I was looking forward to dessert since I’d looked up on Zomato that they did deep-fried Mars bar, a Scottish abomination that I haven’t eaten for a while. It’s a standard Mars bar, deep-fried in batter to create a Frankensteinian calorie monster that makes you regret eating it the moment you do. BUT IT IS SO WORTH IT.

Garage Inc - Deep fried Mars bar

Now, the thing about a deep-fried Mars bar is that isn’t supposed to be a fine dining experience – because that’s not what the deep-fried Southern American cuisine style is about. It’s supposed to greasy, dirty, sweet, and loaded on calories. Yet the dessert that was presented was dainty, with chocolate sauce dressing, a scoop of ice cream, and to make it worse a “fun” size Mars bar rather than a normal one.

The ambience and food at Garage, Inc is terrible. Give this place a miss.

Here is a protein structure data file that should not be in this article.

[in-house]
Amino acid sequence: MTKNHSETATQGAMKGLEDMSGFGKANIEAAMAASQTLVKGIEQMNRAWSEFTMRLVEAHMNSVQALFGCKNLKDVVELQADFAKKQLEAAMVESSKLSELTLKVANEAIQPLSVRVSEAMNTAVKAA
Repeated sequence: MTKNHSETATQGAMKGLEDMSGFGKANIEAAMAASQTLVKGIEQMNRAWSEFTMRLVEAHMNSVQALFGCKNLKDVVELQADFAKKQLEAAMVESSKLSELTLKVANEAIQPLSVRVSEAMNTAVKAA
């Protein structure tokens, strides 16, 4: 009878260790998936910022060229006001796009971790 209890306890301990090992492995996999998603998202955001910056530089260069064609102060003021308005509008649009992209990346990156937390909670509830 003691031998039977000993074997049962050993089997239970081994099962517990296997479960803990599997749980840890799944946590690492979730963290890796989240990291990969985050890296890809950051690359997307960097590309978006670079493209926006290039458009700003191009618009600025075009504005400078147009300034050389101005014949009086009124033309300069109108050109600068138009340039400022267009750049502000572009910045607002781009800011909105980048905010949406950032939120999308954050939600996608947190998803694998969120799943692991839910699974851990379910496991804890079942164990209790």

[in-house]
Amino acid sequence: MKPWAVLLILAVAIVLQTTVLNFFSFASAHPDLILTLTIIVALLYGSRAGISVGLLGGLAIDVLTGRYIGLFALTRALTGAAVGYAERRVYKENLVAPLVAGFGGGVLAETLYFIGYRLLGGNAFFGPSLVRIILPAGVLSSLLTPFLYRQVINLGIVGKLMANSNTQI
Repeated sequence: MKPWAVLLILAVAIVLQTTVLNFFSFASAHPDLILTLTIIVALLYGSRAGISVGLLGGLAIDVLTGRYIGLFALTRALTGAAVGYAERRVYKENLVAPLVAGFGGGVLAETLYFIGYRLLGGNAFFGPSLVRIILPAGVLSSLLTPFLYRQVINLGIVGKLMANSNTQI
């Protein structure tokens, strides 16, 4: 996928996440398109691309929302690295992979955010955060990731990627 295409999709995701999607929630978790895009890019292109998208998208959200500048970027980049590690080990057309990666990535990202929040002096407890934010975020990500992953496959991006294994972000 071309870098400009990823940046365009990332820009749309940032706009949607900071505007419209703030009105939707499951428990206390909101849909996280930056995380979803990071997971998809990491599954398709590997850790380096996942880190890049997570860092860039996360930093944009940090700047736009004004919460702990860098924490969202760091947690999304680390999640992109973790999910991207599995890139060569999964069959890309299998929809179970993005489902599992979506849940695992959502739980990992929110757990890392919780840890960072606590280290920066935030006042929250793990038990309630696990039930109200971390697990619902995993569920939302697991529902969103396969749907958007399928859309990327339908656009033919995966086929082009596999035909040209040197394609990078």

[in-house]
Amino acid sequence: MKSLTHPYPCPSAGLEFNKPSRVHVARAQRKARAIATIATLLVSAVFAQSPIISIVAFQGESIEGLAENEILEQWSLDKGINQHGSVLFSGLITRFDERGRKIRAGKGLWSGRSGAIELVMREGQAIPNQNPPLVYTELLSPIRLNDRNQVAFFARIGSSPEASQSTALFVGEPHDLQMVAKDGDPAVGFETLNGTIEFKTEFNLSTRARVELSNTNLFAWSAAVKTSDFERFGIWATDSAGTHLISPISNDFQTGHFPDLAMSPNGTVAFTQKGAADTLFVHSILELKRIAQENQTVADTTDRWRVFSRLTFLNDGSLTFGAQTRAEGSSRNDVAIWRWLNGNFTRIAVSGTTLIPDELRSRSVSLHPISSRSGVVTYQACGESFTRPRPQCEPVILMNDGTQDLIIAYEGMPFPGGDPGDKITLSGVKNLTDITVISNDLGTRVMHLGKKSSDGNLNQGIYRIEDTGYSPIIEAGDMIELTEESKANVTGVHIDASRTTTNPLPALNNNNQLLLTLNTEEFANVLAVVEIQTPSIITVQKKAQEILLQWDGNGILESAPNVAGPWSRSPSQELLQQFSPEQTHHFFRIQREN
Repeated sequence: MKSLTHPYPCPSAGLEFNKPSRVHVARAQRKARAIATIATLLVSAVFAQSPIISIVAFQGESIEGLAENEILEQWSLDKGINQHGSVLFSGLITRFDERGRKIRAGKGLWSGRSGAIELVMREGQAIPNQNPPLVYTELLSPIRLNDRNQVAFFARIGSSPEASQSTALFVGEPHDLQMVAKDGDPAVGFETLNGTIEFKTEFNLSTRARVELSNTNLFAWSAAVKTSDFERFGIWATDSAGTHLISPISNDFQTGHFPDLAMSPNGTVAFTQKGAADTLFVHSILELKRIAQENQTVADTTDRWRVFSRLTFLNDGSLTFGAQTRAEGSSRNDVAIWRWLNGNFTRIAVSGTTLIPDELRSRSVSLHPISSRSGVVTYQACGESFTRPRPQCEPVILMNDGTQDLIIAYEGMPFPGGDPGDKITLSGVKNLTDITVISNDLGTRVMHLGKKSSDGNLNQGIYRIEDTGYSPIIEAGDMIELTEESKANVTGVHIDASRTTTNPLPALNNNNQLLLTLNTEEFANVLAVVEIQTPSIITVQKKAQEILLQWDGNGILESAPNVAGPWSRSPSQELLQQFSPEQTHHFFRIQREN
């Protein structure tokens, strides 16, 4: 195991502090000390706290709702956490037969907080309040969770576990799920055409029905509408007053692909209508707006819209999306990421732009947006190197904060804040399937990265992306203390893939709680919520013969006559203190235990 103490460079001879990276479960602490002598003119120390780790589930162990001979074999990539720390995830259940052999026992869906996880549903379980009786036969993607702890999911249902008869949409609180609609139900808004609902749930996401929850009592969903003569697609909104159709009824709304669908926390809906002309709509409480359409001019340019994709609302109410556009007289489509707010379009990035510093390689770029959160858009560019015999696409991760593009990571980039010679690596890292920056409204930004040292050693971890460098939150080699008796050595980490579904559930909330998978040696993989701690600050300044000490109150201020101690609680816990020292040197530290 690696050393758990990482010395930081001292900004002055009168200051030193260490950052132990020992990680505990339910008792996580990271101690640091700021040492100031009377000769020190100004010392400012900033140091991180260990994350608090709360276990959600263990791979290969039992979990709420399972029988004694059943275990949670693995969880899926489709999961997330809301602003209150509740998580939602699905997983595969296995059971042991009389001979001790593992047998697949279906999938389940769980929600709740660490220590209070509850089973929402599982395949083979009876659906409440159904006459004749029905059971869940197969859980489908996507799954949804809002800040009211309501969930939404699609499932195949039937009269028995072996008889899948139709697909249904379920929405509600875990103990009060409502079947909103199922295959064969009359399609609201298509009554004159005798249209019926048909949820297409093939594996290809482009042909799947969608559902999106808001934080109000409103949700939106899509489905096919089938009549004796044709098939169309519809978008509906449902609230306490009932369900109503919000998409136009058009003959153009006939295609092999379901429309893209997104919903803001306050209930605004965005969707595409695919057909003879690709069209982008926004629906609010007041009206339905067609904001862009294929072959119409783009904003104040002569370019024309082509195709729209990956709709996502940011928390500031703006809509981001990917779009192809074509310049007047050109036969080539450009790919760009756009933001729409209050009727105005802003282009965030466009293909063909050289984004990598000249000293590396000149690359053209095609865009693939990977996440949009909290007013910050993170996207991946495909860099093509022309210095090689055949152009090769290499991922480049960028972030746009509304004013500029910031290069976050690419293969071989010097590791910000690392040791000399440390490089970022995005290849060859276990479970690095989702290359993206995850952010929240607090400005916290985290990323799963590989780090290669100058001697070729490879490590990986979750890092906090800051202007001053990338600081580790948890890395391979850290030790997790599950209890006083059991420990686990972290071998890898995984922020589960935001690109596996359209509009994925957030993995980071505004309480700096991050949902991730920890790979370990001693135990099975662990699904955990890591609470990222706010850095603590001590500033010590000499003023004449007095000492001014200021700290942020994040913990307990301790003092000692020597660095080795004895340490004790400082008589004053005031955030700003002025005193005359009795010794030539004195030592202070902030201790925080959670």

Rating: 3 / 10

***

Blue Door Cafe Khan Market signI’ve walked passed the sign for The Blue Door Cafe in Khan Market many times, always giving it a miss because the sign looks. so. shit. The sign is tacky as fuck, more along the line of an upscale dhaba that attempts to do European cuisine. Still, on Karmanya’s recommendation – and since my choice of Garage, Inc had been so crap – we decided to give this place a go.

We went in for lunch, although they seem to specialise in breakfasts and crepes. I ordered a burger again with a brownie shake – the latter of which they promptly forgot until I prompted them for it an hour later. Apart from that hitch, the service was on the ball.

Speaking of the burger itself, it was done medium rare-ish without even asking for it, showing that the place cares about its meat. The salad was fresh, the chips were chunky, and buns too tasted fresh without falling apart. The shake, well, shakes are good in their own right but given enough whipped cream anything tastes good, to the point that anyone who claims a milkshake they had was “heavenly” now just gets a shrug from me.

I need to go back to this place another day to try their breakfast, because properly-cooked bacon is hard to get in Delhi. The Blue Door Cafe is an excellent place for the price you pay.

Rating: 7.5 / 10